A barrel of Brent crude oil now only costs about USD 65 – only six weeks ago the price was as much as USD 85. Back then, there was even speculation it might possibly shortly hit the USD 100 mark. In volatile market phases, six weeks can be a long time. However, the 24% crunch in the price of North Sea oil cannot be completely explained by the fundamentals. The past three months saw exaggerated movements in both directions.
In August, price conditions were decidedly bullish: The USA had just announced initial sanctions against Teheran. The US hinted that buyers of Iranian crude oil should reduce their imports to zero to avoid sharp secondary sanctions. In this context, the market started factoring in Iranian export losses of 1.5-2.0 million barrels a day (mbd). At the same time, domestic policy challenges in Libya meant that output there fell from 1.0 mbd to 0.6 mbd. Moreover, the US Dept. of Energy (DOE) scaled back its output expectations referencing pipeline problems in the premium shale gas zone of Permian. Finally, there were excessively high demand estimates that did not adequately reflect the way the multilateral trade conflicts slow down the economic cycle. When US President Donald Trump then called on OPEC+ to produce more crude oil to prevent the threat of a supply shortfall, there was no holding the price of a barrel of Brent.
This scenario also explains the latest price crash: The initial price of USD 85 was quite simply excessively high! The aforementioned fundamental factors are now starting to dampen prices. It has, for example, emerged that the worst-case projections for Iranian exports were scaled too high. In Libya, with its unsettled domestic politics, the major national players are now all pulling together, meaning that crude oil production has now actually reached 1.1 mbd. In the USA the latest DOE figures suggest that the production momentum is appreciably higher than assumed only in September. And given wobbly world stock markets, the forecasts for growth in demand have also weakened.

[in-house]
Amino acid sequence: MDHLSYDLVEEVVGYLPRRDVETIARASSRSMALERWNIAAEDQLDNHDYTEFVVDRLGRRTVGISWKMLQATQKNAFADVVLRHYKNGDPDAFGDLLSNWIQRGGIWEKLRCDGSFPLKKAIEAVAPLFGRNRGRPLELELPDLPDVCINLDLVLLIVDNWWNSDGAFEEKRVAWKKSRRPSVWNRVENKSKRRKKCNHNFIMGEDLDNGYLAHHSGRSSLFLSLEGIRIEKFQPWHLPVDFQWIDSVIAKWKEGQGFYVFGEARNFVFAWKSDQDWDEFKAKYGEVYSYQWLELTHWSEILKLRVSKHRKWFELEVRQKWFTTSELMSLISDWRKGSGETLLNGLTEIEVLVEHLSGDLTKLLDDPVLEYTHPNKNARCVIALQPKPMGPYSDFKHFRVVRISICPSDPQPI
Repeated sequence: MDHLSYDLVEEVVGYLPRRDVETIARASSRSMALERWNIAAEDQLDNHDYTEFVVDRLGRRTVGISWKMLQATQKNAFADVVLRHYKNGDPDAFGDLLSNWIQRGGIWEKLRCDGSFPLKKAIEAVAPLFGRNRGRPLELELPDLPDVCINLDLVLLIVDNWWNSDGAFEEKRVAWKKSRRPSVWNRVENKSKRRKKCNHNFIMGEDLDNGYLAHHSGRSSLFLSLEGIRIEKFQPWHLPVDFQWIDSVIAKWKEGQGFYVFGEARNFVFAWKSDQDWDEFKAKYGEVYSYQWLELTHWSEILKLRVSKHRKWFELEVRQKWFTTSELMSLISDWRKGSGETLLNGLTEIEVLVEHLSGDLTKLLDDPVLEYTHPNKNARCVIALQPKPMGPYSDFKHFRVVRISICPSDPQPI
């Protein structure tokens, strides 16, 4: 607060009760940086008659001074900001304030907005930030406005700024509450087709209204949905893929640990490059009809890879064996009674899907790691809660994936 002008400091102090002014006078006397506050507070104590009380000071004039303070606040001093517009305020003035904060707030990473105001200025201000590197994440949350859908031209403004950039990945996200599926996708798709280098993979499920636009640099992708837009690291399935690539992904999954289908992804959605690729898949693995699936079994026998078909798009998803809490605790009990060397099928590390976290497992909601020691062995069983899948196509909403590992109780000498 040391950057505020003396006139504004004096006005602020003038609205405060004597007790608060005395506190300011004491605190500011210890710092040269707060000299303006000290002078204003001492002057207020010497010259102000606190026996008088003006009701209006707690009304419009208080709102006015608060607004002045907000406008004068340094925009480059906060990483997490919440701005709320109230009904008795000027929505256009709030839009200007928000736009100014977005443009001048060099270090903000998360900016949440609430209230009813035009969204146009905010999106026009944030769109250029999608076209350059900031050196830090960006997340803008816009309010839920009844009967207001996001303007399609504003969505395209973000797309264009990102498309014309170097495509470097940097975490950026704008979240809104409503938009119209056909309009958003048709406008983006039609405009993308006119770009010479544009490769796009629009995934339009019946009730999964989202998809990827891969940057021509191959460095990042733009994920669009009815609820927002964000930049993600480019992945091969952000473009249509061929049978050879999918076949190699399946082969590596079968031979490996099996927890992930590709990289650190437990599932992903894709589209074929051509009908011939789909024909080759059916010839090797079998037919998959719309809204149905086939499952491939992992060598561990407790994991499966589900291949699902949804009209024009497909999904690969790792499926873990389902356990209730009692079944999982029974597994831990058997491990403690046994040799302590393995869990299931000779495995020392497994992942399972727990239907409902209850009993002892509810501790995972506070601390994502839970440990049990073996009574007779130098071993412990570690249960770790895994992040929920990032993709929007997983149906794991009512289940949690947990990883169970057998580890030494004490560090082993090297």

In this regard, the current price correction could well become excessive. For a whole series of factors speak in favour of prices rising again with a view to the next few weeks. OPEC+ will by the looks of it be throttling back output quite significantly. That should stabilise the price of a barrel of Brent at above USD 70. Moreover, the revised US production forecasts by the DOE will presumably turn out to be overly ambitious. In addition, it seems highly improbable that crude oil production in Libya will remain at the current high level. And in the run-up to the presidential elections in Nigeria (16 Feb.) there may be tangible output drops. Even if the Iranian “initial export losses” were less than the market expected, export volumes look set to slowly but gradually fall further in the course of the coming months. Finally, investors should keep in mind that a trade deal between Washington and Beijing could be a wild card that potentially drives prices upwards. All that could easily send the price of crude oil back in the direction of USD 75.